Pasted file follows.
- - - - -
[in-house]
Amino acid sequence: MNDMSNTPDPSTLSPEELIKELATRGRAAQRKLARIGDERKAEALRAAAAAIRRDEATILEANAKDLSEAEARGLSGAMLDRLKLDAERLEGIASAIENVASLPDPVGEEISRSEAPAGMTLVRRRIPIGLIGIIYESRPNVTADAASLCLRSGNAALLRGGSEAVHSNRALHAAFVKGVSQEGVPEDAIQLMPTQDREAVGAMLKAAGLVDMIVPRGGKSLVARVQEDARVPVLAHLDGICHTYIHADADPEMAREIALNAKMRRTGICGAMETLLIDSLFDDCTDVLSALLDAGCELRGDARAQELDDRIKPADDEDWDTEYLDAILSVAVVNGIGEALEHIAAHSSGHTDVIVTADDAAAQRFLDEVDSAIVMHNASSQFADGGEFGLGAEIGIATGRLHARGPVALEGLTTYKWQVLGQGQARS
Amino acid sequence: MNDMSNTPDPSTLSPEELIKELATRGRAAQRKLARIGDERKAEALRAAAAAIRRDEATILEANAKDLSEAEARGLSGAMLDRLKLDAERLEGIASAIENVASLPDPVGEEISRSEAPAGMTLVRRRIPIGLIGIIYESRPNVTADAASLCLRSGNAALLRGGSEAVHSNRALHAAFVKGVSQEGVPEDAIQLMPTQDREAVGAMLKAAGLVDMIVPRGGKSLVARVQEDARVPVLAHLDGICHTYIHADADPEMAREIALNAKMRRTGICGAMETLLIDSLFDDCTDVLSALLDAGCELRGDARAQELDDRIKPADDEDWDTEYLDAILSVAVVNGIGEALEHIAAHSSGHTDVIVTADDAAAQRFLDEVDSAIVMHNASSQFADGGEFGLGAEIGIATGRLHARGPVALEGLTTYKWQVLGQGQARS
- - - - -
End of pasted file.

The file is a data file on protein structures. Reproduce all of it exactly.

[in-house]
Amino acid sequence: MNDMSNTPDPSTLSPEELIKELATRGRAAQRKLARIGDERKAEALRAAAAAIRRDEATILEANAKDLSEAEARGLSGAMLDRLKLDAERLEGIASAIENVASLPDPVGEEISRSEAPAGMTLVRRRIPIGLIGIIYESRPNVTADAASLCLRSGNAALLRGGSEAVHSNRALHAAFVKGVSQEGVPEDAIQLMPTQDREAVGAMLKAAGLVDMIVPRGGKSLVARVQEDARVPVLAHLDGICHTYIHADADPEMAREIALNAKMRRTGICGAMETLLIDSLFDDCTDVLSALLDAGCELRGDARAQELDDRIKPADDEDWDTEYLDAILSVAVVNGIGEALEHIAAHSSGHTDVIVTADDAAAQRFLDEVDSAIVMHNASSQFADGGEFGLGAEIGIATGRLHARGPVALEGLTTYKWQVLGQGQARS
Amino acid sequence: MNDMSNTPDPSTLSPEELIKELATRGRAAQRKLARIGDERKAEALRAAAAAIRRDEATILEANAKDLSEAEARGLSGAMLDRLKLDAERLEGIASAIENVASLPDPVGEEISRSEAPAGMTLVRRRIPIGLIGIIYESRPNVTADAASLCLRSGNAALLRGGSEAVHSNRALHAAFVKGVSQEGVPEDAIQLMPTQDREAVGAMLKAAGLVDMIVPRGGKSLVARVQEDARVPVLAHLDGICHTYIHADADPEMAREIALNAKMRRTGICGAMETLLIDSLFDDCTDVLSALLDAGCELRGDARAQELDDRIKPADDEDWDTEYLDAILSVAVVNGIGEALEHIAAHSSGHTDVIVTADDAAAQRFLDEVDSAIVMHNASSQFADGGEFGLGAEIGIATGRLHARGPVALEGLTTYKWQVLGQGQARS